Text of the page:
We received a request to determine if the name Celestina — such a gorgeous name — was used in 16th C Italy. The masculine form, Celestine, was the name of a couple of popes (and an anti-pope!) which means it wasn’t entirely unheard of amongst men, but papal names, unlike saint’s names, didn’t necessary bump the popularity of their corresponding feminine forms. So just because examples of Celestinus can be found floating around wasn’t any guarantee, or even indication, that we’d find any Celestinas.
But we did! Our earliest example is one Celestina that occurs in Il “liber” di S. Agata di Padova, from 1304.
Our next earliest example is an English one from Canterbury, Kent, in 1349/50. This is an unusual name to find in England at this time; during the 13th C there was a fashion of adopting fanciful Latinate names, but most of these names fell out of use within a century. So where does this English Celestina come from? Was she maybe not English by birth? We’ll never know.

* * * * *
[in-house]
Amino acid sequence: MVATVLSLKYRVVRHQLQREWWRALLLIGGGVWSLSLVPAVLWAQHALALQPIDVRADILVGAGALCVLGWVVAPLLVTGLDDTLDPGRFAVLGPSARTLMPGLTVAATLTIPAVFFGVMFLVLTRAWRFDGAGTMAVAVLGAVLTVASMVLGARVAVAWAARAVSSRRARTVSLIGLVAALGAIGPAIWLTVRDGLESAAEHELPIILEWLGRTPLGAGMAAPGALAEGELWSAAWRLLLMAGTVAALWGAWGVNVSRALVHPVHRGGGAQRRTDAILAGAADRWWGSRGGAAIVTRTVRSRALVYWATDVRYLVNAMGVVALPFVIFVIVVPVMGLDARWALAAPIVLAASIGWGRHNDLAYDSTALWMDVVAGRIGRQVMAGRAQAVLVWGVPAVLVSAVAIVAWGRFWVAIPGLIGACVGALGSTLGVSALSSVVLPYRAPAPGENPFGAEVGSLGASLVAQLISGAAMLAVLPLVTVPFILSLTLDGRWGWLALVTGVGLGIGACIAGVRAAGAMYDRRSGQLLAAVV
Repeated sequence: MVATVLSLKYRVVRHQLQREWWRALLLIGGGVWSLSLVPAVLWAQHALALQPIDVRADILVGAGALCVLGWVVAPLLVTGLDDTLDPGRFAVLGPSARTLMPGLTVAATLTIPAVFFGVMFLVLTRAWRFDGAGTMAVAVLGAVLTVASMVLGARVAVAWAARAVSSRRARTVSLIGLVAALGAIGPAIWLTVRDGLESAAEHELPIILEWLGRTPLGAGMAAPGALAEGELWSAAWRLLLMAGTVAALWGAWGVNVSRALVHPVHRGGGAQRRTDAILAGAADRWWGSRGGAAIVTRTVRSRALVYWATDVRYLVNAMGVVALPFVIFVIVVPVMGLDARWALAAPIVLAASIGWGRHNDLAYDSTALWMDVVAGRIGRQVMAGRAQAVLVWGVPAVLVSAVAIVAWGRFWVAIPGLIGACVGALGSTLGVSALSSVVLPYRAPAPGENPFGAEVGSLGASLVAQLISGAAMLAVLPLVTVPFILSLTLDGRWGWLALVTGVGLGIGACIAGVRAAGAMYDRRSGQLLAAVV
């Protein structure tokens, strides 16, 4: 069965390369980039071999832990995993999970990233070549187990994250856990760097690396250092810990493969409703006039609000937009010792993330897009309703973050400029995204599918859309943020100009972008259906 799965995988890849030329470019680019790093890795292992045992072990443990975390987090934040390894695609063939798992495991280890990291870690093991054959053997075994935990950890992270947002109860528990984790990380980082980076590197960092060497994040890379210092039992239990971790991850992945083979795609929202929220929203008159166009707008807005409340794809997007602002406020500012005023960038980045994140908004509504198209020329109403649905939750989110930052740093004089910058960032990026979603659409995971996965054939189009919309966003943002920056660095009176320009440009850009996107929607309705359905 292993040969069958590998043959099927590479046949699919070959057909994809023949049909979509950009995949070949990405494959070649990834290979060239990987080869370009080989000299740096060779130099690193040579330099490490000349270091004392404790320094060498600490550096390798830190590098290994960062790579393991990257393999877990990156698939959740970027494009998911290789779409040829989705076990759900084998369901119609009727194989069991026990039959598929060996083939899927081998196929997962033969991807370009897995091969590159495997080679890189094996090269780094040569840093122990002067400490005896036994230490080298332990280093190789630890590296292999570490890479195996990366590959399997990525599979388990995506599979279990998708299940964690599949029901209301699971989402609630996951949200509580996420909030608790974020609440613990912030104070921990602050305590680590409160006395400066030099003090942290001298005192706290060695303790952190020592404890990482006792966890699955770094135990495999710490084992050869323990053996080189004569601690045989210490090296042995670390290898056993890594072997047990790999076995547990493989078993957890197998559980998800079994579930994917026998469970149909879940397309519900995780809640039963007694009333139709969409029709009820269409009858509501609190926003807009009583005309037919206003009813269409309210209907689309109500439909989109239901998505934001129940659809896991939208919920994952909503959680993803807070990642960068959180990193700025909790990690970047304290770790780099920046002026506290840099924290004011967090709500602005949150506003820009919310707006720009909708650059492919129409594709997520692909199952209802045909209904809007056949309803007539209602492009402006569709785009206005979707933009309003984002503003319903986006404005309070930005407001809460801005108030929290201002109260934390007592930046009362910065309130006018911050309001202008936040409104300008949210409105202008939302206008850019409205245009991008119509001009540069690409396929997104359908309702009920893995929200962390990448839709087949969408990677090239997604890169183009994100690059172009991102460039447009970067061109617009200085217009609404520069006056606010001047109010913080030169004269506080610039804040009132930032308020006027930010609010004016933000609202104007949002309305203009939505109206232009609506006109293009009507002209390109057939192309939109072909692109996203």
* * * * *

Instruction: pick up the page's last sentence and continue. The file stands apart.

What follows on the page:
Interestingly, a century later, the daughter of one of the papal collectors in England, the Italian Simone da Teramo, named his daughter Celestina. We haven’t yet found a precise date for her, but Simone was collector between 1420 and 1425, so she was presumably born sometime in the early 15th C.
Then we move into the more murky of the data that we’ve found. There is a reference to one Celestina filia Thomas which occurs on p. 34 of vol. 14 of Studi piemontesi; unfortunately, we don’t have access to enough of this journal to be able to determine the date of this record. If any of our readers have access to this journal, we would love to have a copy of the article covering p. 34!
How about the 16th century? Well, we did find a 16th C example, from 1502. But it’s from Barcelona, not Italy, so we’re still on the lookout! If you know of any 16th C Italian examples, please share in the comments.